Our Development as Teachers – Plan It, Do It

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August 2013 Idea

By Gerry Hess, Gonzaga University School of Law

As summer moves along, way too quickly, and the academic year approaches, the time is right for us to think about our professional aspirations for the year. How will we serve the profession, the community, the school? What scholarship do we hope to produce? What goals do we have for our students – the knowledge, skills, and values we hope they take away from each of our courses? Those questions get to the heart of our role as legal academics.

If we are serious about continuing to grow as teachers, we should ask another set of questions as well. What will we do to:

  • Deepen our knowledge of teaching and learning principles?
  • Articulate and refine our teaching philosophy?
  • Heighten our level of confidence in our teaching?
  • Increase our enthusiasm and passion for teaching?
  • Make appropriate changes in our teaching practices?

To turn our best intentions into reality, commit to engaging in several teaching development activities throughout the year. The menu of teaching development activities is extensive.

  1. Explore the vast literature about law teaching and learning. Read books, articles, newsletters, and blogs about law teaching and learning. View videos and websites devoted to legal pedagogy. The resources and links on the Institute for Law Teaching and Learning website provide an entrée to the literature.
  2. Systematically record our reflections on our teaching by making notes after each class or keeping a teaching journal.
  3. Gather feedback from students throughout the course about their learning and the teaching techniques that are most and least effective for them.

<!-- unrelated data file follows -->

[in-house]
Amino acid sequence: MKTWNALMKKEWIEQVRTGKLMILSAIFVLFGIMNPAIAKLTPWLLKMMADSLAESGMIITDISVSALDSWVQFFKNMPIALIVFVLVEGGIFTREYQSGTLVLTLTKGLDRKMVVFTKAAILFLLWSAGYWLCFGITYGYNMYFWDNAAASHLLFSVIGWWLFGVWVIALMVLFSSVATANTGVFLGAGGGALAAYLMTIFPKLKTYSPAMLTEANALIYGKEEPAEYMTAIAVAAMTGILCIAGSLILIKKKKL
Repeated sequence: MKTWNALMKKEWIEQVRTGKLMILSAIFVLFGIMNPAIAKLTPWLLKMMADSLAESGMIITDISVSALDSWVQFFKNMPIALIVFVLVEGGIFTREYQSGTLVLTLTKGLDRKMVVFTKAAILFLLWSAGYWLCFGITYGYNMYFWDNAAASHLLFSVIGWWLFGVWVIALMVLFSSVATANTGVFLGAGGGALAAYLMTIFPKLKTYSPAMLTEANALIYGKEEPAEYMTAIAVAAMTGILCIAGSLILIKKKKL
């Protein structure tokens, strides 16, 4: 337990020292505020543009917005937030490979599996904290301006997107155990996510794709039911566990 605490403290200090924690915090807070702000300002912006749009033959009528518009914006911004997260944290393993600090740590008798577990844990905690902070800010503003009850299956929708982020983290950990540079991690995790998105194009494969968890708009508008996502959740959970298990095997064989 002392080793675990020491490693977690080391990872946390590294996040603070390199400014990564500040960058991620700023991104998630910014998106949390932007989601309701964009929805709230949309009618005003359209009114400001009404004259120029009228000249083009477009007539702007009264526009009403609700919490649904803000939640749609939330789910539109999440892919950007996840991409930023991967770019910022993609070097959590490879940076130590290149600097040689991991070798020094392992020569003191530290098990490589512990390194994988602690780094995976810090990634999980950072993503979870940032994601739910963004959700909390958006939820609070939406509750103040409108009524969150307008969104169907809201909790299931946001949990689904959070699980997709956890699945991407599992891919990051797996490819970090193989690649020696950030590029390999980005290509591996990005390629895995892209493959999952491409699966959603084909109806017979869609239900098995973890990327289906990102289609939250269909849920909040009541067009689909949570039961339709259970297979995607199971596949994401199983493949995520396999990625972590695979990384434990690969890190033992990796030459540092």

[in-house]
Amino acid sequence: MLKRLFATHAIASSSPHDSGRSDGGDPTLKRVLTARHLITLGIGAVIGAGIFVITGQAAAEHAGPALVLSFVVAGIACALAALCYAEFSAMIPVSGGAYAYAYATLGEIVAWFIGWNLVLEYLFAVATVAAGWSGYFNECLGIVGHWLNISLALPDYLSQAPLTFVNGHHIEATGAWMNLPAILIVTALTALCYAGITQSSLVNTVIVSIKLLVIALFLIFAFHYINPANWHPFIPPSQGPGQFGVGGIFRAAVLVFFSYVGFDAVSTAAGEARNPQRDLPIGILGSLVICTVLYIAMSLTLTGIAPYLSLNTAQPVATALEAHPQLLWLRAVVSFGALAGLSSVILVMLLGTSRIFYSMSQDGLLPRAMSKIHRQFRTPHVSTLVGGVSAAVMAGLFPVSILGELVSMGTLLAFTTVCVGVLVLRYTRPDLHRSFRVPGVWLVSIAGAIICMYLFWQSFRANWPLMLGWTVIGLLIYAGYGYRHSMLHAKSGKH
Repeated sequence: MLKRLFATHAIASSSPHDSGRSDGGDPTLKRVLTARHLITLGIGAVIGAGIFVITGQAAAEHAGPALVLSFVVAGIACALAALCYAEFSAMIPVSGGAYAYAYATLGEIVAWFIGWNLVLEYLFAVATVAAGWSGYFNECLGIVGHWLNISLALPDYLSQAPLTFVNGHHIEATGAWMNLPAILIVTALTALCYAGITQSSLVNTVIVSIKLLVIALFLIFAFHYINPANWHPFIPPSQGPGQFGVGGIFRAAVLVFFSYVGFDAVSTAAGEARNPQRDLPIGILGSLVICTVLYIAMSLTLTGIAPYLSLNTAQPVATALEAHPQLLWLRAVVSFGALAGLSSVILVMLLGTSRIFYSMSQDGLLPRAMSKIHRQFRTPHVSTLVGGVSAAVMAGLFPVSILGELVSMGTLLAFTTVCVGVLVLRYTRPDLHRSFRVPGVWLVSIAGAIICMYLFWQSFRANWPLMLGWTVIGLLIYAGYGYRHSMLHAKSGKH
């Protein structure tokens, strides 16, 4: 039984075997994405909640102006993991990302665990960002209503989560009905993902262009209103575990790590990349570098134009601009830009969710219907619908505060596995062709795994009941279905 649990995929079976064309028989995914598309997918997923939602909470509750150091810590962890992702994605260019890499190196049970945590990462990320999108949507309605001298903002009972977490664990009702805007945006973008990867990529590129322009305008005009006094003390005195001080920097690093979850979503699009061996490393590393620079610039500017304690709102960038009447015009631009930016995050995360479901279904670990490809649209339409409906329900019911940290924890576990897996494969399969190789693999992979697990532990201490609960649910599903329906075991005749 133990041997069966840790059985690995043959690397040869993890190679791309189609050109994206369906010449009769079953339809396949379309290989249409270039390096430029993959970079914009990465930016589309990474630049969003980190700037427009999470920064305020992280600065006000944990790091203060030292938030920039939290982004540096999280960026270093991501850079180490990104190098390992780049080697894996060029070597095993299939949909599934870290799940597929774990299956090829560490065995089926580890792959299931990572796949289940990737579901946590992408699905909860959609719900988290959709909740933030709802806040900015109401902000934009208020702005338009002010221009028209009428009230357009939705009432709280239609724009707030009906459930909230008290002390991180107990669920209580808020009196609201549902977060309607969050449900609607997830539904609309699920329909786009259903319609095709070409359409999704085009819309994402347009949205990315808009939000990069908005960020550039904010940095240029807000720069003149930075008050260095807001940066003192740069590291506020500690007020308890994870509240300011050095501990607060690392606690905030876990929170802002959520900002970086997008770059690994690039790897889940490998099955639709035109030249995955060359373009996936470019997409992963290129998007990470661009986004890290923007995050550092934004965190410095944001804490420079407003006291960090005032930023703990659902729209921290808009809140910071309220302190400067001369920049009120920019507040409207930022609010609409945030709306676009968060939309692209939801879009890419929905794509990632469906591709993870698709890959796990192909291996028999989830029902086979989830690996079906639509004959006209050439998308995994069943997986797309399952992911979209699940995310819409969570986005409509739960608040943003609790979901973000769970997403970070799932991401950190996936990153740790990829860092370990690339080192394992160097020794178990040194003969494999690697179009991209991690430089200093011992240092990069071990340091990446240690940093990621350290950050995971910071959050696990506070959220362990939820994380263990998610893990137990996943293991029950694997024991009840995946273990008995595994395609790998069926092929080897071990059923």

4. Carefully review student evaluations after the course, identifying themes that run through the evaluations, including our strengths, weaknesses, and suggestions for change.
  5. Collaborate with colleagues to improve one-another’s teaching. Opportunities include informal conversations about teaching, regularly scheduled brown bag lunches devoted to teaching and learning, viewing each other’s classes to provide feedback, and viewing videos of one another’s classes.
  6. Contribute to the literature on teaching and learning by writing an article, essay, or blog post.
  7. Attend national or regional conferences on pedagogy or attend teaching workshops at our own institutions. Better yet, present a session on teaching at a conference or workshop.

There is no magic in this partial list of teaching development activities. No law teacher would do all of these activities in a year. Some of these activities will never be a good fit for some teachers. The key is for us to identify activities that will help us to grow as teachers, plan to incorporate them in our professional lives, and then to follow through.

Institute for Law Teaching and Learning